At The Motley Fool, we poke plenty of fun at Wall Street analysts and their endless cycle of upgrades, downgrades, and "initiating coverage at neutral." While the pinstripe-and-wingtip crowd is entitled to its opinions, we've got some pretty sharp stock pickers down here on Main Street, too. (And we're not always impressed with how Wall Street does its job.)

Given this, perhaps we shouldn't be giving virtual ink to "news" of analyst upgrades and downgrades. And we wouldn't -- if that were all we were doing. Fortunately, in "This Just In," we don't simply tell you what the analysts said. We also show you whether they know what they're talking about.

The nattering nabobs of Netflix
On Tuesday, beleaguered movie hawker Netflix (Nasdaq: NFLX) announced it is issuing $400 million worth of bonds and convertible debt in an effort to raise cash to keep growing its business. Streaming actual flicks out over the Internet is a bit more expensive than merely mailing red envelopes via the U.S. Postal Service, you see. And if Netflix wants to pay the rising cost of acquiring digital distribution rights for its customers, it's going to need to fatten its wallet. Unfortunately, this latest round of wallet-fattening is slimming down the stock price ... and eroding its support on Wall Street.

Yesterday, ace analyst Canaccord Genuity reacted to Netflix's latest announcement by reinitiating coverage of the stock -- and telling investors to sell it. Canaccord sees a whole series of problems at Netflix today, ranging from:

  • "accelerating subscriber losses"
  • to "rising content costs"
  • to an "increased competitive landscape" replete with better-funded rivals such as Wal-Mart (NYSE: WMT), Apple (Nasdaq: AAPL), and (Nasdaq: AMZN).

Come to think of it, we'd better add Hulu to that list. While a small fry on its own, the company has big backing from co-owners Disney (NYSE: DIS), Comcast (Nasdaq: CMCSA), and News Corp. (Nasdaq: NWSA). All in all, a tough row to hoe -- but is it bad enough to justify a sell rating? Honestly, I don't think so, and I'll tell you why.

Netflix: Horror film or feel-good flick?
I won't sugarcoat this, Fools: Next year is going to be a rough one. Netflix has already told us it's probably going to lose money for the year as it spends heavily to acquire streamable content for its library. Canaccord thinks things could get even worse than that, predicting not just "consolidated losses," but also "potential negative Street estimate revisions" (i.e., lower projected growth rates) and "negative cash flow." The analyst hypothesizes as big as a $120 million outflow over the next two to three quarters.

Yet I can't shake the feeling that investors like Canaccord have gotten too negative on Netflix. Remember that even after all the troubles Netflix went through this year, it still managed to generate strong positive free cash flow from its business -- roughly $295 million over the past 12 months. Sure, building a network to provide DVDs and streaming services in Europe and Latin America will cost money in the short term. But as we've seen in the U.S., once the infrastructure is laid down, this business can be very profitable over the longer term.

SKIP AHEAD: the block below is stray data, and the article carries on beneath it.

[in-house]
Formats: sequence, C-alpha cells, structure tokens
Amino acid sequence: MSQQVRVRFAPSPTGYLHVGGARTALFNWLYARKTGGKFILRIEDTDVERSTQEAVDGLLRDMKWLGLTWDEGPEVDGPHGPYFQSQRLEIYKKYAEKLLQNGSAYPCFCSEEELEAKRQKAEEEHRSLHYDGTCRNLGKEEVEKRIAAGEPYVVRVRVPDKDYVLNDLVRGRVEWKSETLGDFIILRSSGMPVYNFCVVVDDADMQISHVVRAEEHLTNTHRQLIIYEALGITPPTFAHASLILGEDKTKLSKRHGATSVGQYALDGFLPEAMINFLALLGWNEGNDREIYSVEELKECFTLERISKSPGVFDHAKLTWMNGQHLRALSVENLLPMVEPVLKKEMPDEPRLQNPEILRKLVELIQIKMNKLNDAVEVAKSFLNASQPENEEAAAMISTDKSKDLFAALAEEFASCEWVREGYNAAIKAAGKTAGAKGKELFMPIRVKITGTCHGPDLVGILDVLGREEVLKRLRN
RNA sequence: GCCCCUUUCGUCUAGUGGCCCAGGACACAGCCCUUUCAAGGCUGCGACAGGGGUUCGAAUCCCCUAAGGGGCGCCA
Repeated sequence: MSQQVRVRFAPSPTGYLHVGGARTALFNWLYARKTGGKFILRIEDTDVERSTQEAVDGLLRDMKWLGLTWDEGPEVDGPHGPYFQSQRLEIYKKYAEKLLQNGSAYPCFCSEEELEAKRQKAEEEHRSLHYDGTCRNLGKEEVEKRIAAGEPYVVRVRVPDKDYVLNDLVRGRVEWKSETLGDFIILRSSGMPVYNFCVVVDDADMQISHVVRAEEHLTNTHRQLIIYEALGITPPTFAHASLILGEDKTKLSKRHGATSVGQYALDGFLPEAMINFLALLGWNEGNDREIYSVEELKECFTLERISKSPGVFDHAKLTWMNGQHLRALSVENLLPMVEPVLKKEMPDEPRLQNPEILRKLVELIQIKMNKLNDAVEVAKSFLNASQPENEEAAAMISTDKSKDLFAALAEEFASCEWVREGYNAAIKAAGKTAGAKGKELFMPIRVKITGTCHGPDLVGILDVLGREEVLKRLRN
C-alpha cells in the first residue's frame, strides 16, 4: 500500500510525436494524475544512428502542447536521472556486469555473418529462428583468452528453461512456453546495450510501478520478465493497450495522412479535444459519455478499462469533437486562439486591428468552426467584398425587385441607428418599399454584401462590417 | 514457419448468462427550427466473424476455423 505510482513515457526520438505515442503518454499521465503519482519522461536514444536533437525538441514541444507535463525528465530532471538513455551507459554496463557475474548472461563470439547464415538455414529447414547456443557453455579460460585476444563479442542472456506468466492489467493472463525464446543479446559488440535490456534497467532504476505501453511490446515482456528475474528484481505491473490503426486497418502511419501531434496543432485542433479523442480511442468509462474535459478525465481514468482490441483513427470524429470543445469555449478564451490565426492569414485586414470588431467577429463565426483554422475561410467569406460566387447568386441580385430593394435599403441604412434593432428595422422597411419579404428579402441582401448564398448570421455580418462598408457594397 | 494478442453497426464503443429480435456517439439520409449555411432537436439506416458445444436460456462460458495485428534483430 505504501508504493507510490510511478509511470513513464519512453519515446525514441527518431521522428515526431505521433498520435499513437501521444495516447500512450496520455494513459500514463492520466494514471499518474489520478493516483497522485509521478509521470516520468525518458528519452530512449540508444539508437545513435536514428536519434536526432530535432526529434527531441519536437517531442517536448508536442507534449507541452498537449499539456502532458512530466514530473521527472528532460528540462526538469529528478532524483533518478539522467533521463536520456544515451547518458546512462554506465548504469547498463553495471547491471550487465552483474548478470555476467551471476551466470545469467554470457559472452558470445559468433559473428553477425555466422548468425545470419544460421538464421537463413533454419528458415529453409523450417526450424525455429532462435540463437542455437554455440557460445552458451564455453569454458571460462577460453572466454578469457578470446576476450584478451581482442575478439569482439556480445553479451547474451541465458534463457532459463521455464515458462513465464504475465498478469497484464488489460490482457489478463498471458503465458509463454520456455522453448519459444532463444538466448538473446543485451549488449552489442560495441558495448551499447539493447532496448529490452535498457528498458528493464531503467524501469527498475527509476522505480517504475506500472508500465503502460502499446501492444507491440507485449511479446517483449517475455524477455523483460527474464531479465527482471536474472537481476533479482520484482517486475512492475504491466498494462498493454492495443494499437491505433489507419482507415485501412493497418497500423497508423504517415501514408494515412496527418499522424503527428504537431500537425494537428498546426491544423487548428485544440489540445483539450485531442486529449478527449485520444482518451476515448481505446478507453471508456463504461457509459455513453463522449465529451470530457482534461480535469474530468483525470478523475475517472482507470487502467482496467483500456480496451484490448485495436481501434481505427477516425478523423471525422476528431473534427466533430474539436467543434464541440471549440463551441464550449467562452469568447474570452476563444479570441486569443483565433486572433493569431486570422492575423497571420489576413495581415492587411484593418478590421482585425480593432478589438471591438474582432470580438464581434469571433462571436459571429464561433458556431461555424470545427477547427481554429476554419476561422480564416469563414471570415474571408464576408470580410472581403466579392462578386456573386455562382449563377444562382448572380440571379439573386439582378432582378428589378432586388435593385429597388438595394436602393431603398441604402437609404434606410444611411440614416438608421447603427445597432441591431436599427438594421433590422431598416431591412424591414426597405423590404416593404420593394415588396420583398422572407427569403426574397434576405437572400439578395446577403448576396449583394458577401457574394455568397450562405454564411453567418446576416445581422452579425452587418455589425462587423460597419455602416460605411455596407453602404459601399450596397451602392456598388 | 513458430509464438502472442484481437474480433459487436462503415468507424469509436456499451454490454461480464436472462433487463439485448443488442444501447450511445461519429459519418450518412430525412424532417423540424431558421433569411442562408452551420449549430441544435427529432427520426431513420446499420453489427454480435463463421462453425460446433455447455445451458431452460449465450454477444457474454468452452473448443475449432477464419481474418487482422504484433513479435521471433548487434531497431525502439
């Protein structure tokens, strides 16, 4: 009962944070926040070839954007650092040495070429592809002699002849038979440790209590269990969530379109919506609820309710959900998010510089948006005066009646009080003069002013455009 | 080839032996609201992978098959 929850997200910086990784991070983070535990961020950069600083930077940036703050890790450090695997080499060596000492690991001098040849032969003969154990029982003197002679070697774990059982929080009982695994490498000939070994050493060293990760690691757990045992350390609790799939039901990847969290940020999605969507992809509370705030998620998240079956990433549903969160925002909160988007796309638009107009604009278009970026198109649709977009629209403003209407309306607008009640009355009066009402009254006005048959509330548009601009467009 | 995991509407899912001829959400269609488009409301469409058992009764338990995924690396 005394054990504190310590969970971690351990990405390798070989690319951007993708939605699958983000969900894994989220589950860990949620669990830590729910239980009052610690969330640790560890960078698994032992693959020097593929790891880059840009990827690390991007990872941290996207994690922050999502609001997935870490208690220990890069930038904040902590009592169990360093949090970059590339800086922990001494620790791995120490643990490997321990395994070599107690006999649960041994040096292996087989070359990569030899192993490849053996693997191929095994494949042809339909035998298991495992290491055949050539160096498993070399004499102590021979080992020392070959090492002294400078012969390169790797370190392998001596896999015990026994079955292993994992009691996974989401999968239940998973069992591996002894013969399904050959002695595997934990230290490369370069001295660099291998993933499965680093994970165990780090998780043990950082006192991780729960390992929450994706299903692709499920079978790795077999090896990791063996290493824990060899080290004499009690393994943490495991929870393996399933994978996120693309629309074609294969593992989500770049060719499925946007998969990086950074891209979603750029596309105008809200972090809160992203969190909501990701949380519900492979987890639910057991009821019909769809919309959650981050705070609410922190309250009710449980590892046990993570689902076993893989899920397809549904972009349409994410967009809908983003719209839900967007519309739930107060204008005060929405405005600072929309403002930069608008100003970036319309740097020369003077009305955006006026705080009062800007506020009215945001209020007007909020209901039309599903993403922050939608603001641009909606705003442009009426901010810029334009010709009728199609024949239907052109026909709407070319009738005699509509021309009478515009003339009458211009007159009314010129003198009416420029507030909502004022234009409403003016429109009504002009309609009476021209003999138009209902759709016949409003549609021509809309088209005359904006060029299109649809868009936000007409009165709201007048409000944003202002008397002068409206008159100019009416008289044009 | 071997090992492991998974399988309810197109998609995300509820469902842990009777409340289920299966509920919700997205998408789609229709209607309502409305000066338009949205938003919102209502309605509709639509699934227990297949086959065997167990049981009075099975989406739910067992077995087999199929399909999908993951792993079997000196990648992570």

Third time's the charm (or was that "harm"?)
Right now, Netflix shares sell for about 12.5 times annual free cash flow and 16 times earnings. If Wall Street is right about the company, then whatever happens next year, the next five years should see Netflix grow at better than 23% per year. To me, the price looks cheap in light of that growth rate.

That's why today, I'm going to climb way out on a limb and make my third successive recommendation on Netflix. For those keeping score at home, I've already rated Netflix an underperform once (and racked up a 50-percentage-point win over the market when Netflix finally fell out of favor), then spun on a dime and predicted the company would outperform panicked predictions of a collapse (that one outperformed the market by 16 points -- thanks for asking). Today, I'll try for the hat trick and predict that post-Canaccord-downgrade, and post-debt-issuance, Netflix will prove the skeptics wrong again.

As always, I invite you to follow along on CAPS, hold me accountable for this call -- and heckle loudly if it all goes horribly wrong. Fingers crossed...

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Fool contributor Rich Smith does not own shares of, nor is he short, any company mentioned above. You can find him on CAPS, publicly pontificating under the handle TMFDitty, where he's currently ranked No. 309 out of more than 180,000 members. The Motley Fool has a disclosure policy.

The Motley Fool owns shares of Wal-Mart Stores and Apple. Motley Fool newsletter services have recommended buying shares of, Apple, Netflix, Walt Disney, and Wal-Mart Stores. Motley Fool newsletter services have recommended creating a bull call spread position in Apple. Motley Fool newsletter services have recommended creating a diagonal call position in Wal-Mart Stores.

We Fools may not all hold the same opinions, but we all believe that considering a diverse range of insights makes us better investors.